I've since learned about what was happening technically: terms like "object-oriented," "protected memory," "preemptive multitasking," and "UNIX-based" have unmasked themselves as sources of delight and wonder. Systems can crash, data can be corrupted, and programming takes ages, but these were ways around those, real treatments for causes rather than symptoms, things that would excite you if this was your life.
Steve had said on stage that Mac OS X would set Apple up "for the next 20 years," and he turned out to have understated. I'm not sure how much proverbial DNA today's version shares with the one launched on that day; it might be like comparing Homo sapiens to Homo erectus. The plastickiness is long gone, and the iMacs they imitate – while still in use here and there – feel more like relics than modern products. But those aforementioned concepts have stayed right at the heart of the system, having seen it across 17 major releases and three different companies' processor architectures. No sign it's about to end.
(Oh, and Scott says hi.)
Here's the breaking report from TechCrunch.
The HomePod was one of those rarer things I decided to adopt early, and I wrote a few first impressions when I switched to two HomePod mini after using the original HomePod for a couple of years. In summary: the HomePod mini sounded a little cheaper by comparison, but I stress "by comparison." The original's sound was so "good" – deliberately in quotation marks – as to sound almost alien, inspiring worry I'd disturb my adjacent neighbours with its pristine but unadjustable bass.
It didn't take me long to forget the relative cheapness. Now the Minis just sound good to me (without quotation marks, and with pluralization, since I bought a second Mini before long. And that's the main thing: no matter how good the original got, I think I've confirmed through this transition that stereo anything is better than mono everything, so to speak. At retail, stereo Minis cost 200 USD, and stereo originals cost 600 after Apple's first price cut).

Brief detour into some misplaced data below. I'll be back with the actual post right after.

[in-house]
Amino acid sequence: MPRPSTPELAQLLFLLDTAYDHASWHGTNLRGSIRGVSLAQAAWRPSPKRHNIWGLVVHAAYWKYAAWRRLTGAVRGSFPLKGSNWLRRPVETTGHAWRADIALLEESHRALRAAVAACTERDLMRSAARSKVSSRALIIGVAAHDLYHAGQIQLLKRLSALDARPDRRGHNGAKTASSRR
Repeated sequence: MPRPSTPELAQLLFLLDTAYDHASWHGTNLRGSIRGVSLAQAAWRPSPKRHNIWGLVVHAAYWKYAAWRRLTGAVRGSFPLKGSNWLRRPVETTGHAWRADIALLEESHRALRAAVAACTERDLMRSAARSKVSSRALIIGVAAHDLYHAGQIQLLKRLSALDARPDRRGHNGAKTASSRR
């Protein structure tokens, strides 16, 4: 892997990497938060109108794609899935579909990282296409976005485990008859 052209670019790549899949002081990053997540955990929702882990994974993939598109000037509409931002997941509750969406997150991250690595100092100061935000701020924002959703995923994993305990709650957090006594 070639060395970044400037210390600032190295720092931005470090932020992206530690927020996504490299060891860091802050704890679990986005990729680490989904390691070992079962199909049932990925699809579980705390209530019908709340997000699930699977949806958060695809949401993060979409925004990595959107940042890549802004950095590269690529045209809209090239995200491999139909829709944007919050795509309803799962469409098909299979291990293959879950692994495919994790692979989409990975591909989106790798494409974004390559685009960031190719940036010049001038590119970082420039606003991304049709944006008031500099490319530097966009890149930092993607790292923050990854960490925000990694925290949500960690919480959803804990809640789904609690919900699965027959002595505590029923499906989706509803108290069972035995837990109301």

The original was a heartfelt experiment, years in the making. I'm a little surprised it ended this way, but the ending helps confirm that my subjective perception of audio quality may not be so far from some allegedly objective ideal. As John Cleese once said of wine, "don't let anyone tell you what wine you should like."
It's been about a year since I played much music, which hasn't happened since my first piano lesson, before I was 2,000 days old. Through my earliest hours spent learning the Super Mario Bros. theme by ear, to composing the Frontiers soundtrack and having worked on over 85 musical stage shows, the piano has been much of my leisure and livelihood for decades.
I'd come to yearn to explore other things with the same ardency and leisure, and I wanted to shelve music long enough to forget about it. Not to disown it, but to get an opportunity to see it from the outside again, as non-musicians do. It's the kind of perspective I might want to recapture on the English language: a detachment some monolinguals might barely think to imagine, not even to their deaths.
This week I put on the headphones and improvised for a while. I wasn't really struck until afterward, and what struck me was that it hadn't been a while, but just a few minutes. I'm not sure whether playing had always done that for me, or whether it was plainer because I'd done it less. I was reminded of the rather loaded word "meditation" – perhaps loaded because its users seem to feel little pressure to define it, and because at least one usage refers to a pretty natural state of not recalling all one's concerns at once, which doesn't call for a fancy word. A counterintuitive observation, though: a few minutes spent making minutes seem longer is useful amid a routine where someone feels they can't afford a few minutes for anything.